Another prosecutor enters and sits at the people's table. Another defense attorney I've seen around the courthouse enters, greets the two counsel by the courtroom door then heads over to check in with the clerk.
Judge Lomeli, DDA Hum and Mr. Laub come out from chambers. Judge Lomeli informs the bailiff to bring Brown out. The bailiff tells the judge that he's on another floor and it will be another ten minutes. Mr. Laub exits the courtroom. Judge Lomeli has a conversation with the prosecutor on the other case where he's reading to make a ruling on one of their motions. Judge Lomeli then chats with the defense attorney in the black suit about a case he has in another courthouse. Judge Lomeli comments, "It's an interesting case."
The man in the wheelchair is a witness. He's ordered back for another date.
Mr. Laub reenters Dept. 107. Judge Lomeli goes on the record in the other case. The hearing is brief. Terri Keith from City News drops in. She had heard there was a 1368 hearing.
Judge Lomeli is having a friendly chat with his bailiff about the bailiff in the adjoining court, Dept. 108, Judge Ohta's courtroom. It appears that Judge Ohta's bailiff is leaving the building and a new bailiff will be assigned. Judge Lomeli's bailiff tells the court he wants to make sure the new guy assigned is someone he gets along with.
On the record with People v. Brown. Counsel state their appearances for the record. Judge Lomeli starts off by communicating directly to the defendant. "Mr. Brown, we have a real problem here."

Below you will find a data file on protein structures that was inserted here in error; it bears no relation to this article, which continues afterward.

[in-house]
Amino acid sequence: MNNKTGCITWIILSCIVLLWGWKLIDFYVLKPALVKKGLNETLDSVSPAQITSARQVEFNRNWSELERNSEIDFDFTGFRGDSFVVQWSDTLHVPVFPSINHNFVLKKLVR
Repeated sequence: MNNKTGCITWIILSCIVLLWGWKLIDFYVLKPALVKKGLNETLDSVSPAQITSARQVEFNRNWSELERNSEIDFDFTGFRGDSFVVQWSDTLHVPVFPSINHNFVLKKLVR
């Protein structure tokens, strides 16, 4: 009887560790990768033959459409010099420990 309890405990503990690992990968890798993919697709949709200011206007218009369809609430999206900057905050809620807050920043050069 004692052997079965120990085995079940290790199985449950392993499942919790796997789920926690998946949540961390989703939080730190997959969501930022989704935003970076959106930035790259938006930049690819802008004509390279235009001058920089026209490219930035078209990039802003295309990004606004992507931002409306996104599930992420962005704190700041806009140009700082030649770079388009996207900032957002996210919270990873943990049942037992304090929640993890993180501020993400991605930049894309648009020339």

It appears that Dr. Knapke went down to the jail a second time and Brown refused to talk to him. Dr. Knapke can't make an evaluation without talking to the defendant. Brown's status as 1368 will not change without his cooperation. No one can declare that Brown is competent except the doctor. Judge Lomeli continues, "Without your cooperation you are going to remain in that status. ... To me, you seem to be pretty competent. ... Every time you are in front of me, you appear to be competent and know what is going on. ... What I can do is bring Dr. Knapke, bring him down to court so you can speak to him here."
Brown tells the court that the letter Mr. Laub wrote to the court some months ago is "erroneous. ... It's all false. .... It's all lies." Brown even tells the court that he's never seen this doctor before. (During the second trial.) That was made up also. At some point, I believe Brown states that's a conspiracy.
Judge Lomeli tells the defendant that the doctor is a professional, and only the doctor can make the determination if he is competent or not. The court can't do that. He repeatedly tells Brown that he has to talk to the doctor so the doctor can evaluate him.